One of the most characteristic elements of the Portuguese cultural, artistic and musical production is Fado. More than a musical genre, it is a standard of national culture and art, elevated to the status of Cultural and Intangible Heritage of Humanity by UNESCO in 2011.
We leave you some curiosities and facts about Fado:
Fado is considered Intangible Cultural Heritage of Humanity by UNESCO since 2011.
Fado was born in the streets of Lisbon’s working-class neighborhoods in the 19th century and was initially sung only by men.
The word “fado” comes from the Latin “fatum”, which means fate or fatality.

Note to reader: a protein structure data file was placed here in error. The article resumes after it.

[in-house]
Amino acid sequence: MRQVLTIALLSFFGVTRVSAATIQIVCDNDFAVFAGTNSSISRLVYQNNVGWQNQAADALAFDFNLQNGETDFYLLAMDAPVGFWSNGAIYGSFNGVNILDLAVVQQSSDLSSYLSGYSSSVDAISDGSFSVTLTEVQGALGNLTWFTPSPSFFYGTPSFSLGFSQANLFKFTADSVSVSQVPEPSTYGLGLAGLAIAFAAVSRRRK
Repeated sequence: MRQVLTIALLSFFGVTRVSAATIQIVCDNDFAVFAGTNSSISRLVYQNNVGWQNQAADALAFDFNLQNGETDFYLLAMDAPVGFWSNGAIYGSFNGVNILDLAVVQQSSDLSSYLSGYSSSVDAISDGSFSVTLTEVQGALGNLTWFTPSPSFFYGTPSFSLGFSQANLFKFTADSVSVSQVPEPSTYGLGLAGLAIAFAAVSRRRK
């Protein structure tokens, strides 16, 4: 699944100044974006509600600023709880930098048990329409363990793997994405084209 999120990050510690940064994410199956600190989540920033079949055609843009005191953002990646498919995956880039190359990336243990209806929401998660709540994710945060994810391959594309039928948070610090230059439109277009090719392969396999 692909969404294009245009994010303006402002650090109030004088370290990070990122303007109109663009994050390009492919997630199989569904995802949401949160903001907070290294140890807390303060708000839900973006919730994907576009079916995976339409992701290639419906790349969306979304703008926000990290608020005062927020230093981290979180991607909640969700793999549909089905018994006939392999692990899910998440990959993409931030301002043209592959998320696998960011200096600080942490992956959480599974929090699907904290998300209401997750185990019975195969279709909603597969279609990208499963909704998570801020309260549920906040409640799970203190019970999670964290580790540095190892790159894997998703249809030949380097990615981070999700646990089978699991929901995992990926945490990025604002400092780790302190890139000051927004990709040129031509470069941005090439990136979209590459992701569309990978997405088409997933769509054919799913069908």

Amália Rodrigues, one of the most famous fado singers, is known as the “Queen of Fado”.
There are different types of fado, such as fado de Lisboa, fado de Coimbra and fado corrido.
Fado is accompanied by instruments such as the Portuguese guitar, the guitar, the bass and the viola.
Fado is a musical style that expresses strong emotions, such as saudade, nostalgia and melancholy.
Fado was banned during the dictatorship regime in Portugal because it was considered a musical style associated with poverty and marginality.
Fado has influences from other musical styles, such as Moorish music, Portuguese folk music and Brazilian music.
Fado is appreciated not only in Portugal, but all over the world, and has been interpreted by artists such as Amália, Mariza and Carlos do Carmo.